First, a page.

Public Enemy

A group of rappers and DJ's influenced by Black nationalism and underground New York.

Public Enemy are an incredible hip-hop revolution.

Their name's a jab at Richard Nixon, who incorrectly

called drug abuse "public enemy number one".

Public Enemy are the second hip-hop wave,

proto-gangsta rap with darker things to say.

Together they're Chuck D, Flava Flav, Professor Griff and formerly Terminator X.

Chuck D came from an activist family who stressed

pro-Black education and helping others.

Public Enemy wove Black Nationalism's core

teachings into every album they produced.

Professor Griff turned to the Nation of

Islam and Farrakhan for inspiration.

 The four met in Adelphi University during early 1980's.

DJ Shocklee (rap radio pioneer) mixed records live

on-air as Chuck and Bill Stephney rapped over them.

They combined young Black power with political cataclysm.

Public Enemy's fusion provoked a direct conversation with America's real gangsters.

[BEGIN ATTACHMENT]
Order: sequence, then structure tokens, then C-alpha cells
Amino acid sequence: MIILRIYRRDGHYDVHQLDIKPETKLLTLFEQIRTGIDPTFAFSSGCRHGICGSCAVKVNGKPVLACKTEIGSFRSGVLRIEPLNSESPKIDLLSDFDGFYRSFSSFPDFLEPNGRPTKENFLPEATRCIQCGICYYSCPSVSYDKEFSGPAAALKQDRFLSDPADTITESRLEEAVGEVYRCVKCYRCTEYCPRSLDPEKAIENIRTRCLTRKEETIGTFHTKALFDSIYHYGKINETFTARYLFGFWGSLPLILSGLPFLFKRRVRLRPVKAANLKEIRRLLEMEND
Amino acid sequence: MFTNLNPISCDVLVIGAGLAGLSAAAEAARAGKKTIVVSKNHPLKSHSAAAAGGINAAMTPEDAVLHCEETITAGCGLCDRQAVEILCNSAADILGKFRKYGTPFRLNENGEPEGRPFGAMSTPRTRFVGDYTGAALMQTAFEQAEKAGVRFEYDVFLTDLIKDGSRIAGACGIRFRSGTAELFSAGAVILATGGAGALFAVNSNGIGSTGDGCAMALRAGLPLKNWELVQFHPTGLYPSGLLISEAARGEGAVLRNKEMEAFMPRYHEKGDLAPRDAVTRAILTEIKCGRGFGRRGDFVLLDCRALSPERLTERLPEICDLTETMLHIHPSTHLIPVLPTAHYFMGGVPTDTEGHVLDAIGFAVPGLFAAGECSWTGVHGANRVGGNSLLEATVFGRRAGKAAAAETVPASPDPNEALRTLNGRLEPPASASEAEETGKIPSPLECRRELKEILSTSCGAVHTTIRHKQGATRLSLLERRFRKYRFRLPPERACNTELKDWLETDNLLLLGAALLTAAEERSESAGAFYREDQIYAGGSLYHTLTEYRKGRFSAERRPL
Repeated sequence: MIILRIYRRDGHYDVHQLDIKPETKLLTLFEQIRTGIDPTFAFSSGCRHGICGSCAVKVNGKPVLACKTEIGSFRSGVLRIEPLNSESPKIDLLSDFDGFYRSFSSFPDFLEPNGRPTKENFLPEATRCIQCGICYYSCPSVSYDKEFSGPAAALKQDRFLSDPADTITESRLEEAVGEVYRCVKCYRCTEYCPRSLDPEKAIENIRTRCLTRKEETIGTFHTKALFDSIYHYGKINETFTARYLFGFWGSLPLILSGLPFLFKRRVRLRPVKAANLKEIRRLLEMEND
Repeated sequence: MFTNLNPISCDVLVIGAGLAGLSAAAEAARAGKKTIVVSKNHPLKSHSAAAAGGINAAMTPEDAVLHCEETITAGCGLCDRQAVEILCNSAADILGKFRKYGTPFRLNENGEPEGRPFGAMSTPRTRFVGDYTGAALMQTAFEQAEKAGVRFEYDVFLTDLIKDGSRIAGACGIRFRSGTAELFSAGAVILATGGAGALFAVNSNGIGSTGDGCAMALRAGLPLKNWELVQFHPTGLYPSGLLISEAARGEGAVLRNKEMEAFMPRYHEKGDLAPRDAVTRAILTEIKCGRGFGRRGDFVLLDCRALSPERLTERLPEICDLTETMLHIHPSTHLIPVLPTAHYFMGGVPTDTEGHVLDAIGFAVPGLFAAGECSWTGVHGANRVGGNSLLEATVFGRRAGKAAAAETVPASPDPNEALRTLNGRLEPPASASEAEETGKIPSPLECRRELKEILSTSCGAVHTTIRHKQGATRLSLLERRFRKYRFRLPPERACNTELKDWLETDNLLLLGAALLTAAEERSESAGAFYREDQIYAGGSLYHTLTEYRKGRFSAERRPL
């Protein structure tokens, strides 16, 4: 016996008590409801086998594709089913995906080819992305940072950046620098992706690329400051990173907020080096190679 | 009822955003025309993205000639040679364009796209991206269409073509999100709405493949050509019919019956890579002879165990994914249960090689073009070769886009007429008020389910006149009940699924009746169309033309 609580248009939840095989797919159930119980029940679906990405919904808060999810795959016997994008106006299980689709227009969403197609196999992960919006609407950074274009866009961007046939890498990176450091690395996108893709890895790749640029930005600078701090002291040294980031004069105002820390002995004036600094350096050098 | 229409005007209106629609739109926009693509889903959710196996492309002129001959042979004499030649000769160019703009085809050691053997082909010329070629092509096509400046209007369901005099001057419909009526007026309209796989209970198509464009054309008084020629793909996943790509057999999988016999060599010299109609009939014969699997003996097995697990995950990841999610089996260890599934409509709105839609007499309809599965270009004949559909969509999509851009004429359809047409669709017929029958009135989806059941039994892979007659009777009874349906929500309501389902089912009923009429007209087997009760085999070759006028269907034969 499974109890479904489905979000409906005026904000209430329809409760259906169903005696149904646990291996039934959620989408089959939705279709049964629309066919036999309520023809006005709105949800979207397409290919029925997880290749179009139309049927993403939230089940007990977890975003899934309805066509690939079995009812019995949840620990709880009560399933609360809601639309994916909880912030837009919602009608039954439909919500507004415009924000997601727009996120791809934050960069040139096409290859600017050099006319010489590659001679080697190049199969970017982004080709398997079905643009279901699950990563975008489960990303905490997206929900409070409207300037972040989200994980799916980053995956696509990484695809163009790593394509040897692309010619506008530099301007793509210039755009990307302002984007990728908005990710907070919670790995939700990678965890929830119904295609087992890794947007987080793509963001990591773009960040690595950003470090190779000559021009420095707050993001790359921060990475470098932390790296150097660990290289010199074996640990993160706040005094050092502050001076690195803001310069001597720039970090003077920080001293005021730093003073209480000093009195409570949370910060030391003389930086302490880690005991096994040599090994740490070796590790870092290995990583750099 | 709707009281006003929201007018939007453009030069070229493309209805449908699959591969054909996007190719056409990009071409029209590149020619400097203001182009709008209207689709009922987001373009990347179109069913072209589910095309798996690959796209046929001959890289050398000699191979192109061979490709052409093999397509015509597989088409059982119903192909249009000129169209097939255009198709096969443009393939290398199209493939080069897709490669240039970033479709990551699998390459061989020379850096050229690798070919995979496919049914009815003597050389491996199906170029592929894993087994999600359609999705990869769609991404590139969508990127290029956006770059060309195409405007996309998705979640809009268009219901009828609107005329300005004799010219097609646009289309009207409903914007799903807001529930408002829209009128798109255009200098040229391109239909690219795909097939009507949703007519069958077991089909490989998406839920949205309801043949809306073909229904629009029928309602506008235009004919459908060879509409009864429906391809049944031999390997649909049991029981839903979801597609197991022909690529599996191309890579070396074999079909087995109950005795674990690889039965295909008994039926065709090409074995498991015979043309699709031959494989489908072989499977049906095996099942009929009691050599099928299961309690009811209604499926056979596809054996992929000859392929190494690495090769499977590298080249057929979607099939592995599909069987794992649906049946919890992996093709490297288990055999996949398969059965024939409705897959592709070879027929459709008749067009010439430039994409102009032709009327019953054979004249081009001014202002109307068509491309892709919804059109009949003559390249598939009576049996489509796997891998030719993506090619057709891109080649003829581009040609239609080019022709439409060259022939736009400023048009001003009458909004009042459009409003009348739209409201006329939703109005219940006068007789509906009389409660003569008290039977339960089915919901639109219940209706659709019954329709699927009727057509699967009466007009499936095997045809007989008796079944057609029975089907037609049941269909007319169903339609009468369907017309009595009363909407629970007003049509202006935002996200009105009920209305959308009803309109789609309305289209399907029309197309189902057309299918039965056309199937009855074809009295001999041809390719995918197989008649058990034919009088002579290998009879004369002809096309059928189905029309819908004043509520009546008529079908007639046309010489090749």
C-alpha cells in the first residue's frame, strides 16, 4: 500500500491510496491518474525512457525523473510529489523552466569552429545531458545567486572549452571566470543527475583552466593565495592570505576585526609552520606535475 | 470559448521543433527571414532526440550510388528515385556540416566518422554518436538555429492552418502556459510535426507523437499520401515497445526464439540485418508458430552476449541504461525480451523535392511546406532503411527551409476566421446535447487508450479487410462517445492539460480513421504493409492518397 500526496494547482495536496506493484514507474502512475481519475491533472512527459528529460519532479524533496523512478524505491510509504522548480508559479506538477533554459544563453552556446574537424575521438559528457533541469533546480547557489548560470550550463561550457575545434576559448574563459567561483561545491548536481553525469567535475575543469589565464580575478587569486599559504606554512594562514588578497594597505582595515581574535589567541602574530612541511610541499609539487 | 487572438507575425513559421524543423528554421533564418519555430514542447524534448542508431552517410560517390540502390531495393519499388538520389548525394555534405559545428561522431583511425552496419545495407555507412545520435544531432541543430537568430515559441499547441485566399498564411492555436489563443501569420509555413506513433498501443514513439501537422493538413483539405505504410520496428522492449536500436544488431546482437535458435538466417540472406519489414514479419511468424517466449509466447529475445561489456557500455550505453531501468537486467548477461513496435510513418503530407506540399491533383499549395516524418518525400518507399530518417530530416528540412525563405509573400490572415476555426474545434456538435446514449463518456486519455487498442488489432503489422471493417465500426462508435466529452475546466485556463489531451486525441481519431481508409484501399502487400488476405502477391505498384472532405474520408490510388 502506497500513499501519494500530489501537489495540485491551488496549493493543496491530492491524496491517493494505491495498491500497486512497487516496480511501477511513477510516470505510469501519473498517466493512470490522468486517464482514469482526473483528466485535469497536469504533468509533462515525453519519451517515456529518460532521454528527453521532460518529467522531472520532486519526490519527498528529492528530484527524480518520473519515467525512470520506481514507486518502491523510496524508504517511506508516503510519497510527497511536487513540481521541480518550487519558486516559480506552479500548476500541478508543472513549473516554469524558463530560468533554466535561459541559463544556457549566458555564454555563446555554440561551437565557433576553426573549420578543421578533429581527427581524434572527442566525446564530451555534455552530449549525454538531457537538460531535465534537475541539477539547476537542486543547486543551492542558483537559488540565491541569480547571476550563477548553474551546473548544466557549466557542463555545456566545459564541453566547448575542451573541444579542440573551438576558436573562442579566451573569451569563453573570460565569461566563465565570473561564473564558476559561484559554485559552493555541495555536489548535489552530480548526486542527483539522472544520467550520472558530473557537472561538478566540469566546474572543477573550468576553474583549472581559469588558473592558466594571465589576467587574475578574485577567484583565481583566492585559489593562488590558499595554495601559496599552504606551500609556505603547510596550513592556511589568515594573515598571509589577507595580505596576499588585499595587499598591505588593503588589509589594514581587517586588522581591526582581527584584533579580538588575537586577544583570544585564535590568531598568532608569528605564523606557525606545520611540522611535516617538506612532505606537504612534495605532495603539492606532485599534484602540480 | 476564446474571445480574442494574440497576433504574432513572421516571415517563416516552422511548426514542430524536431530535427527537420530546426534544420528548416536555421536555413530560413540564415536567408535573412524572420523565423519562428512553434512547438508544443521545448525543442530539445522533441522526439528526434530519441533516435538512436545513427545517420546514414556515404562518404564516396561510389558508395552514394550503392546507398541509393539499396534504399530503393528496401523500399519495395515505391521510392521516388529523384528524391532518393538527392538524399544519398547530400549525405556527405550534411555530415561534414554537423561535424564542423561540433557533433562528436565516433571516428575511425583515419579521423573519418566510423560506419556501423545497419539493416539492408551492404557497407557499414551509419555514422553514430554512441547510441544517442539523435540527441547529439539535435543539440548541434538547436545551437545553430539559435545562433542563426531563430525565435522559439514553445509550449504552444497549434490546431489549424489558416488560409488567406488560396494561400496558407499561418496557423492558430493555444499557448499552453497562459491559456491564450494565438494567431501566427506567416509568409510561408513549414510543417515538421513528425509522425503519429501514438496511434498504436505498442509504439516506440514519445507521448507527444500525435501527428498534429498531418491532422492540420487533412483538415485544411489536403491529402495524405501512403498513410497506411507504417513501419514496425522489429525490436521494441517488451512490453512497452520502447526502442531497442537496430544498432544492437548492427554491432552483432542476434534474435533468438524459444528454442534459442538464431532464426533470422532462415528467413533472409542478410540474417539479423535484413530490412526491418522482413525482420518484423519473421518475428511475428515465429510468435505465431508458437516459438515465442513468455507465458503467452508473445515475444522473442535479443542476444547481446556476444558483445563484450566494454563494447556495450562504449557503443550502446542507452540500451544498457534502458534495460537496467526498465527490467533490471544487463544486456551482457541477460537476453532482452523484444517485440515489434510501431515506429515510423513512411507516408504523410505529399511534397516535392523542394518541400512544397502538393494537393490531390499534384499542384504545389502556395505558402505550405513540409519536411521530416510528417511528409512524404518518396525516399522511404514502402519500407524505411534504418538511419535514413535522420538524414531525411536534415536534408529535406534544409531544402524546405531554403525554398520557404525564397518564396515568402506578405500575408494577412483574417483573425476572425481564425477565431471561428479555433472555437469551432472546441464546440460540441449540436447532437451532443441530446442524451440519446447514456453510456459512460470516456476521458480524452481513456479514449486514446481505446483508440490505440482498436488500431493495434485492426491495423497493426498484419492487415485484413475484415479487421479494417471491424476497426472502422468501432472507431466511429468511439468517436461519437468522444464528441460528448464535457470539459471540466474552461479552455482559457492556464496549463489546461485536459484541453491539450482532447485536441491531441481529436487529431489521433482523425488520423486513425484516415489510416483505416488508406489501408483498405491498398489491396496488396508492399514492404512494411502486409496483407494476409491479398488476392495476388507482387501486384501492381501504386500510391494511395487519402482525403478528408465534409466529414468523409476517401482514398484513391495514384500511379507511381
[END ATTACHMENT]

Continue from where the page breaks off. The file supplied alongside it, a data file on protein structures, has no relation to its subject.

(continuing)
But more importantly, it challenged us.

We could no longer run away.

Tom Morello of Rage Against the Machine said....

"Can music change the world? Of course it can.

It does every day. Music changed me.

It was the music of Public Enemy and the Clash...

that made me feel less alone in my worldview.

Harmonizing and hell-raising, poetry and politics,

singing and striking, rhythm and rebellion.

The message was a simple one:

“The world ain’t gonna change itself.

That’s up to you.” (LA Times)

Axl Rose felt the same way about Public Enemy, see for yourself.


Their music set a precedent you can track in hip-hop today,

and each is very involved in community activism.

Public Enemy and the spiritual leader have a unique working relationship.

Their raps feature Farrakhan's message of radical

Black Americans as U.S. imperialism's Public Enemy #1.

"Philosophers in the past said as the Govt wrote the laws,

the rebels chose to write the songs."


D.C. Rap

Hip-Hop and Social Commentary

Revolutionary Music